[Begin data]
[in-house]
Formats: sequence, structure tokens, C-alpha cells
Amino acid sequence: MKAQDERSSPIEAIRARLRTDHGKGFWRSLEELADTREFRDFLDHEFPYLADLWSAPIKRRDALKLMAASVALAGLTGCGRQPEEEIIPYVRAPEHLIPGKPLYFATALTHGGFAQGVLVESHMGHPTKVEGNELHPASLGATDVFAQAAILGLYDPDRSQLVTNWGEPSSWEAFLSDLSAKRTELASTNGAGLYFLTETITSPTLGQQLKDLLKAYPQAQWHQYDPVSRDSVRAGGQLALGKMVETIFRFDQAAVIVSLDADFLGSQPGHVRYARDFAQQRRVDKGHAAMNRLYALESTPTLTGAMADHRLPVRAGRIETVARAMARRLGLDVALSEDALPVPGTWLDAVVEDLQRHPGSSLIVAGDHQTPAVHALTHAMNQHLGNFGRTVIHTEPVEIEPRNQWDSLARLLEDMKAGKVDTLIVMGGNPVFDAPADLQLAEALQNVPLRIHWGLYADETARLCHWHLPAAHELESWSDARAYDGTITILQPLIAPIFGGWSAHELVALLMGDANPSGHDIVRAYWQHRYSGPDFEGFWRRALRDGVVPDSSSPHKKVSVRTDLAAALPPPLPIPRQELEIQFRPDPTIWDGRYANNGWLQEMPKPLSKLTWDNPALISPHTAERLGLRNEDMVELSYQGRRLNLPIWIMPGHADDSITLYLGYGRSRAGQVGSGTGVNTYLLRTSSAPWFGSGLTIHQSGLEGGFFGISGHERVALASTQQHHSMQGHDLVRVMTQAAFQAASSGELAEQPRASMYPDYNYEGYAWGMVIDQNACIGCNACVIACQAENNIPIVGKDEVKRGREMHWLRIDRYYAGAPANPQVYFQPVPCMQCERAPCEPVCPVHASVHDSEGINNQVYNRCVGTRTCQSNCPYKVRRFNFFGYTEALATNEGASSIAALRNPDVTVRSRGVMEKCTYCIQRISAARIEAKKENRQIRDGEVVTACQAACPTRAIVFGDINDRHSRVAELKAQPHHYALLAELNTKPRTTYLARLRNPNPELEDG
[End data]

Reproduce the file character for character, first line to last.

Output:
[in-house]
Formats: sequence, structure tokens, C-alpha cells
Amino acid sequence: MKAQDERSSPIEAIRARLRTDHGKGFWRSLEELADTREFRDFLDHEFPYLADLWSAPIKRRDALKLMAASVALAGLTGCGRQPEEEIIPYVRAPEHLIPGKPLYFATALTHGGFAQGVLVESHMGHPTKVEGNELHPASLGATDVFAQAAILGLYDPDRSQLVTNWGEPSSWEAFLSDLSAKRTELASTNGAGLYFLTETITSPTLGQQLKDLLKAYPQAQWHQYDPVSRDSVRAGGQLALGKMVETIFRFDQAAVIVSLDADFLGSQPGHVRYARDFAQQRRVDKGHAAMNRLYALESTPTLTGAMADHRLPVRAGRIETVARAMARRLGLDVALSEDALPVPGTWLDAVVEDLQRHPGSSLIVAGDHQTPAVHALTHAMNQHLGNFGRTVIHTEPVEIEPRNQWDSLARLLEDMKAGKVDTLIVMGGNPVFDAPADLQLAEALQNVPLRIHWGLYADETARLCHWHLPAAHELESWSDARAYDGTITILQPLIAPIFGGWSAHELVALLMGDANPSGHDIVRAYWQHRYSGPDFEGFWRRALRDGVVPDSSSPHKKVSVRTDLAAALPPPLPIPRQELEIQFRPDPTIWDGRYANNGWLQEMPKPLSKLTWDNPALISPHTAERLGLRNEDMVELSYQGRRLNLPIWIMPGHADDSITLYLGYGRSRAGQVGSGTGVNTYLLRTSSAPWFGSGLTIHQSGLEGGFFGISGHERVALASTQQHHSMQGHDLVRVMTQAAFQAASSGELAEQPRASMYPDYNYEGYAWGMVIDQNACIGCNACVIACQAENNIPIVGKDEVKRGREMHWLRIDRYYAGAPANPQVYFQPVPCMQCERAPCEPVCPVHASVHDSEGINNQVYNRCVGTRTCQSNCPYKVRRFNFFGYTEALATNEGASSIAALRNPDVTVRSRGVMEKCTYCIQRISAARIEAKKENRQIRDGEVVTACQAACPTRAIVFGDINDRHSRVAELKAQPHHYALLAELNTKPRTTYLARLRNPNPELEDG